This week saw an announcement about the release of Ekiga v4.0. This is the most significant release of the venerable open source soft phone in some time. It brings with it many improvements.
I’m especially interested in the following new capabilities:
- New audio codecs: SILK (used by skype), G.722.1 (aka Siren 7), G.722.2 (aka GSM-AMR Wide band)
- Video codecs changes: H.264 optimizations
- Added RTP TOS support
- Support for DNS SRV caching
While developed primarily on Linux Ekiga has long supported multiple platforms. I took a short while today to try the new release on an older Windows XP laptop. The Windows installer also installed the GTK libraries necessary to support the application. Installation was quick and painless.
Once installed I skipped the automatic process of signing up for a free Ekiga.org SIP account, instead adding credentials from one of my OnSIP extensions. In just a few moments Ekiga was registered with OnSIP allowing me to make a few brief test calls
My initial calls were to the ZipDX wideband demo. This SIP accessible service (sip:email@example.com) plays a number of recordings, allowing you to toggle between wideband (G.722) and narrowband (G.711) modes. Upon answering it reports the codec in use giving immediate confirmation of a wideband connection.
It also has a couple of test functions, including the ability to confirm that a client handles SIP re-invites correctly. Happily Ekiga v4.0 handled both kinds of SIP re-invites without losing the call media.
My next test call was to a Polycom VVX-1500. It was using G.722 just to confirm baseline HDVoice capability and interop with SIP hard phones. Call quality to the VVX was good, showing none of the problems the can happen with unfortunate G.722 implementations.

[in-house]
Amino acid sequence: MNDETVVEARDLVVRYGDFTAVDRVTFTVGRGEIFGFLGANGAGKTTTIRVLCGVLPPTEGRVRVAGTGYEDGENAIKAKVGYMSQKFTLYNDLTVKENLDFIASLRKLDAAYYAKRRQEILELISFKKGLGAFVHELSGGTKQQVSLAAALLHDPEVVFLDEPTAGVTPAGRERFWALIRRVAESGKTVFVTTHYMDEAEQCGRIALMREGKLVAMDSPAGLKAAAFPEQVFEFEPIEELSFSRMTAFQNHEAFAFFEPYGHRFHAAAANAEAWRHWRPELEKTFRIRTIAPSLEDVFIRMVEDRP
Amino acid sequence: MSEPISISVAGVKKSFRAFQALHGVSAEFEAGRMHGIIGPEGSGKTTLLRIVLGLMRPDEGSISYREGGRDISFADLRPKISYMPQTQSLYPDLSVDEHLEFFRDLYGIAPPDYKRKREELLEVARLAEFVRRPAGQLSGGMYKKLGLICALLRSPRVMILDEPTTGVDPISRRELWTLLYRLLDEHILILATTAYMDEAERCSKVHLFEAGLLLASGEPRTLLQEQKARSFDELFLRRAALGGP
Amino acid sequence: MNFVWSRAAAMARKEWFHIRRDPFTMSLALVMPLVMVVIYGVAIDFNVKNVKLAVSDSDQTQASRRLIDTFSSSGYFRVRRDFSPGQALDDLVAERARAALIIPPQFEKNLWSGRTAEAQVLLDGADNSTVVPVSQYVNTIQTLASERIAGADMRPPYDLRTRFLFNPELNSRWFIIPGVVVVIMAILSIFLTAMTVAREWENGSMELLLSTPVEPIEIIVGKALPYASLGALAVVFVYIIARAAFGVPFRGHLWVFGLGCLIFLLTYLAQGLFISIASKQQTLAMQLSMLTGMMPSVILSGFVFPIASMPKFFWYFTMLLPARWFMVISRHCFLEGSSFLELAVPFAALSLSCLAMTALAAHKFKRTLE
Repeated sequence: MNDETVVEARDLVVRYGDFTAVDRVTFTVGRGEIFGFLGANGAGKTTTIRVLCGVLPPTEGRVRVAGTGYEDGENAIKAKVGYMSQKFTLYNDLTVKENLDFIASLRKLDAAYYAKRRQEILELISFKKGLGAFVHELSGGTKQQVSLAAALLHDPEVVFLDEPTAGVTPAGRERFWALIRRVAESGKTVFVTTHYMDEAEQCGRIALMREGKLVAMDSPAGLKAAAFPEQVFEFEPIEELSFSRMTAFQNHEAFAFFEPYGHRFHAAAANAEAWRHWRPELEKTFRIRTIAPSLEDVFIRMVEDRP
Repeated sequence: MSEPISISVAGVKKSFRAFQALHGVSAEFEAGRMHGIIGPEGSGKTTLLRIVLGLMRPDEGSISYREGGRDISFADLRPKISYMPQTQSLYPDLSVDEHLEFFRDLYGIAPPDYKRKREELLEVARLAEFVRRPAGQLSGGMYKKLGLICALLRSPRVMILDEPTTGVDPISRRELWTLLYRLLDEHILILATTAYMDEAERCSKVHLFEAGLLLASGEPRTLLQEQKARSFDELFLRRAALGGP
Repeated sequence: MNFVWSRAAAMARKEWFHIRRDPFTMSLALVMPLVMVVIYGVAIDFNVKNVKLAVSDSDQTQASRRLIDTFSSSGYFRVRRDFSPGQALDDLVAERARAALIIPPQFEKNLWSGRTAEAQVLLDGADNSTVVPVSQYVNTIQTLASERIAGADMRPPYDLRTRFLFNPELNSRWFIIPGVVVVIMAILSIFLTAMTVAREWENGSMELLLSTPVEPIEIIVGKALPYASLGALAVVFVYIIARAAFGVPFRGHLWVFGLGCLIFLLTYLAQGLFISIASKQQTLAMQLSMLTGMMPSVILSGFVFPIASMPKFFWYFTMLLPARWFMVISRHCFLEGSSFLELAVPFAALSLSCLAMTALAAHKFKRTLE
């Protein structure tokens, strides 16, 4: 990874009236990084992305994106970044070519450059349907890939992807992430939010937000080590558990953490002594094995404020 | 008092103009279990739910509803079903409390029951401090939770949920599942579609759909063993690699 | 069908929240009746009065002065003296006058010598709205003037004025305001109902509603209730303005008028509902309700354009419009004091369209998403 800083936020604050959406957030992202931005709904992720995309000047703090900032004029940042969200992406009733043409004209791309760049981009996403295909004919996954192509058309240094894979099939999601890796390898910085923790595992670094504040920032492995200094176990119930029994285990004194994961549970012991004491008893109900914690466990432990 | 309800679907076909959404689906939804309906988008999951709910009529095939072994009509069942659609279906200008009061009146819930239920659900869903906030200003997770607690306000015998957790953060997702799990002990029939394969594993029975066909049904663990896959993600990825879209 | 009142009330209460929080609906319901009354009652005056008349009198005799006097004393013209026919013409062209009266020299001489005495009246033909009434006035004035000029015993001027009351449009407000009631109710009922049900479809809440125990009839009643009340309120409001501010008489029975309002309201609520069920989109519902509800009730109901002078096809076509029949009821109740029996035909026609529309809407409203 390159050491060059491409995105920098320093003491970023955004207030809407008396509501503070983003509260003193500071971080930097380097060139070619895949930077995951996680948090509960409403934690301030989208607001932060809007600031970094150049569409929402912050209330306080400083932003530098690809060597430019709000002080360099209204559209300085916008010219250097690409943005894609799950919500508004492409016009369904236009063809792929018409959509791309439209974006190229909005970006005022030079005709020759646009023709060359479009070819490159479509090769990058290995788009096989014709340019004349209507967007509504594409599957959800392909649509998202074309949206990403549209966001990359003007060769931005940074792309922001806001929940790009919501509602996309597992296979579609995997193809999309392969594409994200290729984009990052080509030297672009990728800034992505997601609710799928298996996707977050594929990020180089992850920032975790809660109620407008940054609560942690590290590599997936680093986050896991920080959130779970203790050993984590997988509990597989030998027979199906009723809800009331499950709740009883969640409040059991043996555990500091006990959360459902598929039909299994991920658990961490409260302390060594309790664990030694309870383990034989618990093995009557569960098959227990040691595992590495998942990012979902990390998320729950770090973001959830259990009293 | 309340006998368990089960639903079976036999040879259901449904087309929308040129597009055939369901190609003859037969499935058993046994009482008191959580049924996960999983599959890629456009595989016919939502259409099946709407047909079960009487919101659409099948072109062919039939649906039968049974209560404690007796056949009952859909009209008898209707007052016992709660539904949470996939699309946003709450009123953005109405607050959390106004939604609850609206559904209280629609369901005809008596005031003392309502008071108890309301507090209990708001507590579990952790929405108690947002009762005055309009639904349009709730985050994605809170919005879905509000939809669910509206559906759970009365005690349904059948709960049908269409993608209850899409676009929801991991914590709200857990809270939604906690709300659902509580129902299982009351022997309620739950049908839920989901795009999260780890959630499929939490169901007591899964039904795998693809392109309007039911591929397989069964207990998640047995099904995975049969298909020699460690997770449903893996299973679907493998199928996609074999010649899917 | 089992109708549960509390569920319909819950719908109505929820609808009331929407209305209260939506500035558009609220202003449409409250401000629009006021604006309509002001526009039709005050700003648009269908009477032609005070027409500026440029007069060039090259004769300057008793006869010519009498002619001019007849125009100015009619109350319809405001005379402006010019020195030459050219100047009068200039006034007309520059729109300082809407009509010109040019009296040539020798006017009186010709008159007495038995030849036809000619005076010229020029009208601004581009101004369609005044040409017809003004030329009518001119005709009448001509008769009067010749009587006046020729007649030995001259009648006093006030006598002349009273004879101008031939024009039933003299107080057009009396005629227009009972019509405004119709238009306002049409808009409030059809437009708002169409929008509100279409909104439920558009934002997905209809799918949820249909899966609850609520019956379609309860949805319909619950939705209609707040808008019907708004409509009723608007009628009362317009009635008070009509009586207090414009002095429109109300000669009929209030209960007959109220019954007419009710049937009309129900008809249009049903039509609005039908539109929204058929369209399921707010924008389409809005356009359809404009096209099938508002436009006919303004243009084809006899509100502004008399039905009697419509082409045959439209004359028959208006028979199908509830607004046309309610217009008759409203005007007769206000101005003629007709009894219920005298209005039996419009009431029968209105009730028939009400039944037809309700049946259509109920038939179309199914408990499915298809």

I then added a Logitech Webcam Pro 9000 as a video device. This admittedly older webcam was the only one that I had on hand that was also on the Ekiga approved hardware list.
Restarting Ekiga it found the camera and allowed me to make a video call to the VVX-1500. Ekiga video defaults to 320 x 240 pixels resolution (QVGA)which is exactly what the VVX-1500 likes.
Unfortunately, after just a few seconds sending video the video stream stopped. It’s not yet clear why this happened. It could be that my four year old HP 8510W laptop wasn’t up to the task. It could also be that the Wifi network created too much variability in bandwidth. I’ll try Ekiga on a newer system some time soon.
It was at first unclear how the developers could include support for G.722.2 (AMR-WB) when that wideband codec is known to be patent encumbered. The ever insightful James Body provided the answer. Ekiga uses the OPAL Plug-In for Intel Integrated Performance Primitives. This library is licensed such that it’s free for non-commercial purposes.
Since AMR-WB is the most common wideband codec deployed in mobile phones, it’s availability in a free soft phone provides some opportunity for experimentation.